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When a hotelier is renovating or designing their hotel, the color of the bed sheets may seem insignificant compared to other aspects of their major renovation. Hoteliers have to deal with the multiple problems that arise from designing a hotel, such as staffing, budgets, hotel functions and renovation concerns. They want their hotels to be perfect and to stand out as the future of their industry. So why are they worrying about something as mundane as the color of their sheets?
A seemingly insignificant factor to guests can be a problem for the hotel’s designer. On the one hand, a hotel wants to be trendy and lead the industry in their designs, which may mean defying the modern status quo and choosing a linen color which is anything but white. On the other hand, white sheets are easier to clean and appear clean to a guest.
Does the color of your sheets matter? Does a guest care what color the sheets are? It turns out the color of the sheets is far more important than you think!
Before the 1990s, hotels commonly had colored sheets because an all-white bed was unpopular among hotels. Colored sheets were seen as more manageable and easier to clean, because they could hide stains. Then, the Westin’s hotel designers researched what a luxury bed meant to them and their guests.
They tried every color in the book to obtain their perfect bed. Finally, after trial and error, they found that an all-white bed made guests think their hotel beds were more luxurious than colored sheets and, as a result, they slept better. This fact increased the guest’s overall experience and perception of the hotel. Guests went as far as to say an entire hotel’s room had been renovated, when just the sheets had been changed to neutral white. Therefore, it turns out white bed linen matters.
Changing the linen color is a simple upgrade any hotel can make to increase their guests’ satisfaction. It changes the entire appearance of their hotel’s rooms without a renovation and can make tired rooms bright again. White sheets also contrast beautifully with neutral tones, which are still highly desirable for bedrooms in and outside the hotel industry. They are also easy to accessorize with colored pillows and extra covers that highlight the design aspects of their rooms. This style choice was a revelation in the hospitality industry in the 1990s and now, almost every modern hotel chain we see today has adopted the practice.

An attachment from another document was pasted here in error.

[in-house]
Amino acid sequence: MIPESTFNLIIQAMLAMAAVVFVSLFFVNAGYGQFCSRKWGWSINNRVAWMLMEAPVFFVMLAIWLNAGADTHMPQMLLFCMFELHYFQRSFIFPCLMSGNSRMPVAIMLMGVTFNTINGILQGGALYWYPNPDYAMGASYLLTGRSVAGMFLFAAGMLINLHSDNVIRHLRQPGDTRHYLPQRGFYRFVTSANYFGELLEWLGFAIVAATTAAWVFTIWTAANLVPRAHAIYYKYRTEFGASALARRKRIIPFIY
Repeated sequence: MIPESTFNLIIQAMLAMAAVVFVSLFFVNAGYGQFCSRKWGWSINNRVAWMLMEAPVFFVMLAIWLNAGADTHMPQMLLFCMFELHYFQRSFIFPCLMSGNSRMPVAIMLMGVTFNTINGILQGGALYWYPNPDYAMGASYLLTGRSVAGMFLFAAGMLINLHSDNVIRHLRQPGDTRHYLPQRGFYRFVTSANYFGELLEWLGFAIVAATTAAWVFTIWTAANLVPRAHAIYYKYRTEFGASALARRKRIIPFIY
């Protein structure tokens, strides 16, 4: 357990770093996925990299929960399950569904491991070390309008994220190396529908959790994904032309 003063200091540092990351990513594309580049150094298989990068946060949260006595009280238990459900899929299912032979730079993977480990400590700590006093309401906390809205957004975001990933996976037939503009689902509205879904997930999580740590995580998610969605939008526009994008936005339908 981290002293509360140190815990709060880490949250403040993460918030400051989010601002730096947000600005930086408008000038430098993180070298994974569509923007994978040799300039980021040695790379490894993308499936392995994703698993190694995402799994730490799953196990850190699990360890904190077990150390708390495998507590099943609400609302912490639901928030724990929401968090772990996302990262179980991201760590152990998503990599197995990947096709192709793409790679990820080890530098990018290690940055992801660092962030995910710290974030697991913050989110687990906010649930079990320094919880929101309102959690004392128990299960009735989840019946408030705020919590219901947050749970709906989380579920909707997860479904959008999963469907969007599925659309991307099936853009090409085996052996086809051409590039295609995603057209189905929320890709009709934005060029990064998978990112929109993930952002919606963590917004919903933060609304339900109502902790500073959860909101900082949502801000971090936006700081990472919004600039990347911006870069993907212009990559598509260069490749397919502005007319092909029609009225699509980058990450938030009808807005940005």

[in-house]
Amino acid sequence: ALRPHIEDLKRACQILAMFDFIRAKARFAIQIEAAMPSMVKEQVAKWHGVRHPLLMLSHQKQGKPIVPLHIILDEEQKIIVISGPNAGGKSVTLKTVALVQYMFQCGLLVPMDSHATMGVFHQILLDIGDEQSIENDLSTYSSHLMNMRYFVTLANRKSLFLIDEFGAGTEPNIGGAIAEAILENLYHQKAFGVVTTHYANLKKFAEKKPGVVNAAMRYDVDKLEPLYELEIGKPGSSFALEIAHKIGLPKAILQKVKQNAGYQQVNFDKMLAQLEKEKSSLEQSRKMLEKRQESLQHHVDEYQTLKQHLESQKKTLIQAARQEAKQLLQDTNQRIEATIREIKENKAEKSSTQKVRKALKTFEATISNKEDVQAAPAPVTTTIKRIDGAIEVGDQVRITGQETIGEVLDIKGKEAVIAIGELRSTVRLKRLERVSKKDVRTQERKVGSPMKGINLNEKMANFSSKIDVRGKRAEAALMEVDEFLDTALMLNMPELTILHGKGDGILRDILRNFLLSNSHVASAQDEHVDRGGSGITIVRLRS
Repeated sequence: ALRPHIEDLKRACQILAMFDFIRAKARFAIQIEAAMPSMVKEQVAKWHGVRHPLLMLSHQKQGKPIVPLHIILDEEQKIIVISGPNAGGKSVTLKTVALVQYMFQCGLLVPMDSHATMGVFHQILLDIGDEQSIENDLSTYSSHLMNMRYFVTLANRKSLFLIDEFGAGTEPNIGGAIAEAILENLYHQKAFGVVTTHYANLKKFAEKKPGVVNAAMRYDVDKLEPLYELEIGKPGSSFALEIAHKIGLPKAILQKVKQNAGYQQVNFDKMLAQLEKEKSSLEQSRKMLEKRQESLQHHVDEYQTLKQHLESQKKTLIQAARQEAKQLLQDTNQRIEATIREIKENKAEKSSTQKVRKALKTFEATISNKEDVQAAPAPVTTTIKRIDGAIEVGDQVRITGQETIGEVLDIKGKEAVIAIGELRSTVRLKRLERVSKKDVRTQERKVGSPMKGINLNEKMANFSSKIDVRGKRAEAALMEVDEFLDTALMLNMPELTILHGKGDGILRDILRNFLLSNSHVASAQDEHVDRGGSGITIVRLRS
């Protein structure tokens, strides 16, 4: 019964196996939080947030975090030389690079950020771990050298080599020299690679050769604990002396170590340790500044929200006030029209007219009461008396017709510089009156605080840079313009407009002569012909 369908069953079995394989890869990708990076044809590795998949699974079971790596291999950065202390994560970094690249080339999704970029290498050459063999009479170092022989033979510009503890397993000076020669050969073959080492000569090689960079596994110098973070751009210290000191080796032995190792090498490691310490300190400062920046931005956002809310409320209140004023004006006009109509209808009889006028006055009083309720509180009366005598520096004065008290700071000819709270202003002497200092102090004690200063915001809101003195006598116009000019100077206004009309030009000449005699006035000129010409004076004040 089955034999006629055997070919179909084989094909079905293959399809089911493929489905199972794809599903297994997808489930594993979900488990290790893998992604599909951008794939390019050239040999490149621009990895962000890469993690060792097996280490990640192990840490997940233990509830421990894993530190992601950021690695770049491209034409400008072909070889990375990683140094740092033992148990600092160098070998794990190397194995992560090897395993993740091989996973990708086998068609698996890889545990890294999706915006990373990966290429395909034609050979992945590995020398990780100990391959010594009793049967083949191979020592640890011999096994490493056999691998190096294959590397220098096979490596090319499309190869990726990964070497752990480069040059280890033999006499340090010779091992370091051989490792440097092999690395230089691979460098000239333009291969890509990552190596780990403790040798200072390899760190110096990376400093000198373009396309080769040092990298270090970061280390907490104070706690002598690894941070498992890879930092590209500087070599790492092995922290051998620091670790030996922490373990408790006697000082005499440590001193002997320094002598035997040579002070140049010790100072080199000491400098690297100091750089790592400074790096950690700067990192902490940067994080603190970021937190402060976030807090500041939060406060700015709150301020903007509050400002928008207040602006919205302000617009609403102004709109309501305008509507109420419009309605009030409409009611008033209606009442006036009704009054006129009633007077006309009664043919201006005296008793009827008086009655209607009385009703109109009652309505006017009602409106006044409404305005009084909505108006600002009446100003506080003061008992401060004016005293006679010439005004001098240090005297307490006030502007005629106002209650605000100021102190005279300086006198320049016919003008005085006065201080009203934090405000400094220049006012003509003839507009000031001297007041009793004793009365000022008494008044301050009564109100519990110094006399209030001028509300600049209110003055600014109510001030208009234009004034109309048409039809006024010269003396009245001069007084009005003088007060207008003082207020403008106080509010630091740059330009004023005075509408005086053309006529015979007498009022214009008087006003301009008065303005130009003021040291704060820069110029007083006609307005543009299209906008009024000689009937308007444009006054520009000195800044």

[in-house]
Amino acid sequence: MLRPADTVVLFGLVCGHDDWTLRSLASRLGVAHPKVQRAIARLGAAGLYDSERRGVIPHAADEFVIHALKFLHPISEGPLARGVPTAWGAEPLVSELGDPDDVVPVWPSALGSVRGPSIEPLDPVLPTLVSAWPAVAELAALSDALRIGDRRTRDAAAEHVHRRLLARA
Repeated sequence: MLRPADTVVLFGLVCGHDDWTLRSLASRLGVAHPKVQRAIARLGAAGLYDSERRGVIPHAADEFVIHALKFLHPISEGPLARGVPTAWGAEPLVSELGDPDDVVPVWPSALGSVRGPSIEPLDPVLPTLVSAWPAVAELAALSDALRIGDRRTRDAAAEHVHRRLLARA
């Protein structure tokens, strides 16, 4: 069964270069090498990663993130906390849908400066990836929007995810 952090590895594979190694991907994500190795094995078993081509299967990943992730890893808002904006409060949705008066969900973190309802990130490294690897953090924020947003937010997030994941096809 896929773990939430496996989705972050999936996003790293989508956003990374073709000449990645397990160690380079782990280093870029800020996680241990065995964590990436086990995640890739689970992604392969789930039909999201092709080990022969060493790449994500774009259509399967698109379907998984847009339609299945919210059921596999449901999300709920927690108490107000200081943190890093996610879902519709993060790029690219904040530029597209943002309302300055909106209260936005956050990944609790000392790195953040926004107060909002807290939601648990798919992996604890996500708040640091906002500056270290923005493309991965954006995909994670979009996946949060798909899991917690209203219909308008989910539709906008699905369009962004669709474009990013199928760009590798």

As I said before, hotels want to be industry leaders, not just another hotel in a line-up. The more hotels adopted the practice of white sheets, the more other hotels wanted to change this practice. Designers have started to slowly move away from white sheets, without considering the proven studies conducted by the Westin illustrating the benefits of white sheets.
Today, the majority of hotels have happily accepted that white beds are for every hotel. However, we are starting to see a slight trend in new hotels. Some are starting to forgo the white sheets altogether in favor of a bright and preppy display of patterns and colors at the center of their hotel rooms. Others are replacing a sheet or duvet with a color to hide their similarity to other hotels. Hotel designers are ignoring the industry status quo in order to bring their version of a new practice into the hotel design world. However, white linen is timeless and is not particular to any style of hotel.
Even though a hotelier may want to create a bold and colorful hotel, white linen can be a breath of fresh air among the patterns and vibrant colors of the hotel. White beds can fit any color scheme and style of hotel. Whether it’s ultra-modern or colorfully trendy, white linen is something that the hotel industry should never change.
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